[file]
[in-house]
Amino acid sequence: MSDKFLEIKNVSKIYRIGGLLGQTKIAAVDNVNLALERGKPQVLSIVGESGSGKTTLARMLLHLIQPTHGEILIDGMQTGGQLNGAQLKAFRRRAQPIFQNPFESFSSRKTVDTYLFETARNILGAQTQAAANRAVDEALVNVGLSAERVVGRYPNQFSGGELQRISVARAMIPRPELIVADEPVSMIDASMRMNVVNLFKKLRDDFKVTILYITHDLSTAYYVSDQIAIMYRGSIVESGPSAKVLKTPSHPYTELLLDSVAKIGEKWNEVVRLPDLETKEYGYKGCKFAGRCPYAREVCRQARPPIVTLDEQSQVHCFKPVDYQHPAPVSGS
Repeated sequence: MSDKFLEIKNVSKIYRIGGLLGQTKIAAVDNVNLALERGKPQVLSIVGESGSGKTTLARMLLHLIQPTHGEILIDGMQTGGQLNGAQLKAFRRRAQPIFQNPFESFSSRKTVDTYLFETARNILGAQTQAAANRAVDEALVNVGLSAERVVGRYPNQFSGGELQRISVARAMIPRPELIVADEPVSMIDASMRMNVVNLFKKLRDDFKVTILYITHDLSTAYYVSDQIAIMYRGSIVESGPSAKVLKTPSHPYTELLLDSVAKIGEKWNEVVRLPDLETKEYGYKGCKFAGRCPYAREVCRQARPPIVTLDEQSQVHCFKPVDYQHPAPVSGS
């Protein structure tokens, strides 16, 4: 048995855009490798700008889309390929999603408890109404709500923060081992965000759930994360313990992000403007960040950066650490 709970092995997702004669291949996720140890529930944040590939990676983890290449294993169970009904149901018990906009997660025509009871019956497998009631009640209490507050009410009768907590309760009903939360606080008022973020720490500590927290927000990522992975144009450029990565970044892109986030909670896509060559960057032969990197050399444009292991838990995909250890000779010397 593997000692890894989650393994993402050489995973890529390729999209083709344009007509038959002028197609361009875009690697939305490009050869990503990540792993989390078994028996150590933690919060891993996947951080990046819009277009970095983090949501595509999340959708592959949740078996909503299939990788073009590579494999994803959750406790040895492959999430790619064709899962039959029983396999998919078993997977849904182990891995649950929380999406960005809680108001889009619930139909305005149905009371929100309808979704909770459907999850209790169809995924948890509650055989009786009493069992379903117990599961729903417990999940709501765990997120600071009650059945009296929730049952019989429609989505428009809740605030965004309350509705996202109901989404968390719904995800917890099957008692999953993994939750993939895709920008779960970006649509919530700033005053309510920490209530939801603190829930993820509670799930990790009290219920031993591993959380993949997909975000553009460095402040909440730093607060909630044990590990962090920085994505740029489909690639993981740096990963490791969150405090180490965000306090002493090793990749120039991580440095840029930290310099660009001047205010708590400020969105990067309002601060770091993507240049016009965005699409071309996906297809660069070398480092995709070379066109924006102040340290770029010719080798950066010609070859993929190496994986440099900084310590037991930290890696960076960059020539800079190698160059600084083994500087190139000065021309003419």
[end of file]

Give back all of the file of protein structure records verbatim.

[in-house]
Amino acid sequence: MSDKFLEIKNVSKIYRIGGLLGQTKIAAVDNVNLALERGKPQVLSIVGESGSGKTTLARMLLHLIQPTHGEILIDGMQTGGQLNGAQLKAFRRRAQPIFQNPFESFSSRKTVDTYLFETARNILGAQTQAAANRAVDEALVNVGLSAERVVGRYPNQFSGGELQRISVARAMIPRPELIVADEPVSMIDASMRMNVVNLFKKLRDDFKVTILYITHDLSTAYYVSDQIAIMYRGSIVESGPSAKVLKTPSHPYTELLLDSVAKIGEKWNEVVRLPDLETKEYGYKGCKFAGRCPYAREVCRQARPPIVTLDEQSQVHCFKPVDYQHPAPVSGS
Repeated sequence: MSDKFLEIKNVSKIYRIGGLLGQTKIAAVDNVNLALERGKPQVLSIVGESGSGKTTLARMLLHLIQPTHGEILIDGMQTGGQLNGAQLKAFRRRAQPIFQNPFESFSSRKTVDTYLFETARNILGAQTQAAANRAVDEALVNVGLSAERVVGRYPNQFSGGELQRISVARAMIPRPELIVADEPVSMIDASMRMNVVNLFKKLRDDFKVTILYITHDLSTAYYVSDQIAIMYRGSIVESGPSAKVLKTPSHPYTELLLDSVAKIGEKWNEVVRLPDLETKEYGYKGCKFAGRCPYAREVCRQARPPIVTLDEQSQVHCFKPVDYQHPAPVSGS
């Protein structure tokens, strides 16, 4: 048995855009490798700008889309390929999603408890109404709500923060081992965000759930994360313990992000403007960040950066650490 709970092995997702004669291949996720140890529930944040590939990676983890290449294993169970009904149901018990906009997660025509009871019956497998009631009640209490507050009410009768907590309760009903939360606080008022973020720490500590927290927000990522992975144009450029990565970044892109986030909670896509060559960057032969990197050399444009292991838990995909250890000779010397 593997000692890894989650393994993402050489995973890529390729999209083709344009007509038959002028197609361009875009690697939305490009050869990503990540792993989390078994028996150590933690919060891993996947951080990046819009277009970095983090949501595509999340959708592959949740078996909503299939990788073009590579494999994803959750406790040895492959999430790619064709899962039959029983396999998919078993997977849904182990891995649950929380999406960005809680108001889009619930139909305005149905009371929100309808979704909770459907999850209790169809995924948890509650055989009786009493069992379903117990599961729903417990999940709501765990997120600071009650059945009296929730049952019989429609989505428009809740605030965004309350509705996202109901989404968390719904995800917890099957008692999953993994939750993939895709920008779960970006649509919530700033005053309510920490209530939801603190829930993820509670799930990790009290219920031993591993959380993949997909975000553009460095402040909440730093607060909630044990590990962090920085994505740029489909690639993981740096990963490791969150405090180490965000306090002493090793990749120039991580440095840029930290310099660009001047205010708590400020969105990067309002601060770091993507240049016009965005699409071309996906297809660069070398480092995709070379066109924006102040340290770029010719080798950066010609070859993929190496994986440099900084310590037991930290890696960076960059020539800079190698160059600084083994500087190139000065021309003419």